Saturday, August 08, 2015

Researchers find major security flaw with ZigBee smart home devices


Hue bridge

Manufacturers of smart home devices using the ZigBee standard are aiming for convenience at the expense of security, according to researchers from the Austrian security firm Cognosec. By making it easier to have smart home devices talk to each other, many companies also open up a major vulnerability with ZigBeee that could allow hackers to control your smart devices. And that could be a problem if you rely on things like smart locks or a connected alarm system for home security. Specifically, Cognosec found that ZigBee's reliance on an insecure key link with smart devices opens the door for hackers to spoof those devices and potentially gain control of your connected home.

"Tests with light bulbs, motion sensors, temperature sensors and even door locks have also shown that the vendors of the tested devices implemented the minimum of the features required to be certified," Cognosec's Tobias Zillner writes. Even worse, he points out that there's no way for consumers to make their smart devices more secure. In the end, he blames the push for ZigBee to be easy to use as the big reason why companies have been lax with security.

For anyone who's had worries about the vulnerability of the connected home, Cognosec's findings basically present the worst case scenario for ZigBee. Since it affects a wide variety of devices, it's unclear how quickly manufacturers will be able to come up with a fix. We've reached out to the ZigBee Alliance, whose members include major companies like Samsung, Sony and ARM, and will report back with their response.

[Photo credit: Tom Raftery/Flickr]

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Via: TechCrunch

Source: Cognosec

Tags: hacks, security, smarthome, Zigbee


Tuesday, August 04, 2015

Hackers could take complete control of your computer if you use 'the Netflix for pirated movies'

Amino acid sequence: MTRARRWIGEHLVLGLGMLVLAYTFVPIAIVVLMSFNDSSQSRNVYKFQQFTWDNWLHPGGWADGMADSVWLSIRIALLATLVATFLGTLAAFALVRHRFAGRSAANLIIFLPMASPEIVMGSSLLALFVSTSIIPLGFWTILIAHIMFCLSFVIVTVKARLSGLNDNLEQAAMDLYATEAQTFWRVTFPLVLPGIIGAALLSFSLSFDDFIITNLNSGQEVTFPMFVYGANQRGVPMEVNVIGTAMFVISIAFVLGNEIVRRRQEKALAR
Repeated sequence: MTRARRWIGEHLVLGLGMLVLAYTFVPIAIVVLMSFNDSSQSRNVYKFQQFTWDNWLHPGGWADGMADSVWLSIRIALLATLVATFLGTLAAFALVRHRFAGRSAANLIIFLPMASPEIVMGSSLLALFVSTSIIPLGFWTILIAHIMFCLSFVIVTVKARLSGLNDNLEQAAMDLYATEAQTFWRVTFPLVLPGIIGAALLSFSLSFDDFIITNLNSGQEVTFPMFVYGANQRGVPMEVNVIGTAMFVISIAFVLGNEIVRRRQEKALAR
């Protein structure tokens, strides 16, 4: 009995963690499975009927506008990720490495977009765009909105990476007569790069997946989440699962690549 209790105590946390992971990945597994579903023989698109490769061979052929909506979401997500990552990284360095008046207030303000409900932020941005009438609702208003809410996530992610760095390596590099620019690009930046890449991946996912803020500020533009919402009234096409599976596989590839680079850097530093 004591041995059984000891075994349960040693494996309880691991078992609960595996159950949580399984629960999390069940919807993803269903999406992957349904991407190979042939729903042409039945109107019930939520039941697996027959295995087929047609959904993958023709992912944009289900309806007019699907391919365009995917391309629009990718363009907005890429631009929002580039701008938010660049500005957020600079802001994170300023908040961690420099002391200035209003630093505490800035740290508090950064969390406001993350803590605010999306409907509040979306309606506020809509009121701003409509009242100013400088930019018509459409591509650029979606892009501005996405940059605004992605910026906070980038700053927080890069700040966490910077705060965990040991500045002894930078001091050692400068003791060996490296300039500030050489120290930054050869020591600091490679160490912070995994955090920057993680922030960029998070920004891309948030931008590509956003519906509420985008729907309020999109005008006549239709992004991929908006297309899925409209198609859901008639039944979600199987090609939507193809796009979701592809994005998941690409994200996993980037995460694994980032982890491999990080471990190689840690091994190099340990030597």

Popcorn Time Streaming App

Popcorn Time, the Netflix-like website for pirated movie content, may be vulnerable to a hack attack, TorrentFreak reports. This is according to a Greek security researcher named Antonios Chariton who published a blog post this past weekend.

Using a series of techniques, Chariton wrote that he demonstrated how "someone can get complete control of a computer assuming they have a Man In The Middle position in the network."

A 'man-in-the-middle' attack is when a hacker intercepts a data request between two machines. It is then able to swap the intended data for something malicious. So, if an attacker is able to execute one of these intercepting attacks, he or she can wreak havoc on the computer running Popcorn Time.

The attack is based on the clever way Popcorn Time avoids being banned by internet service providers (ISPs). The application is able to connect directly to the CloudFlare network. This, put in the simplest of terms, means that if an ISP wants to block the Popcorn Time program it would have to ban the entire CloudFlare website and not just the pirated content program. This is a smart way to avoid widespread ISP blocks.

The problem, however, is that the connection to CloudFlare is made over the HTTP protocol, and it's been shown that HTTP is just not secure.

Chariton didn't mince his words: "HTTP is insecure. There's nothing you can do to change this. Please, use HTTPS everywhere, especially in applications that don't run inside a web browser."

Because of HTTP's vulnerability, Chariton wrote that he was able to inject malicious code into a victim computer using Popcorn Time.

Popcorn Time penned a blog post responding to these claims. It assured users that they “don’t need to worry.” For one, man-in-the-middle attacks are “very unlikely,” and require a hacker gaining access into a victim’s personal network.

The site does admit that there are some security issues to be dealt with. It says it will release a fix to these shortly, but adds that what Chariton brought to light isn't as dire as it may seem.

SEE ALSO: The malware that's been holding gamers' files hostage for $500 is now even more destructive

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NOW WATCH: All the incredibly useful things you didn't know your iPhone headphones could do


Toshiba's new flash chips hold twice the data


Judging by recent announcements, we're about to enter a golden age of fast, nearly unlimited storage for all the high-res selfies you can shoot. Following an announcement by Intel and Micron last week, Toshiba and partner SanDisk revealed their own 256Gb flash chips. Toshiba already has the smallest flash cells in the world at 15 nanometers, which it stacks in 48 layers to maximize density. The new chips add in 3-bit tech (first used by Samsung) to squeeze even more bytes in, helping it double the storage of chips it announced just a few months ago. The result will be faster and more reliable memory for smartphones, SSDs and other devices.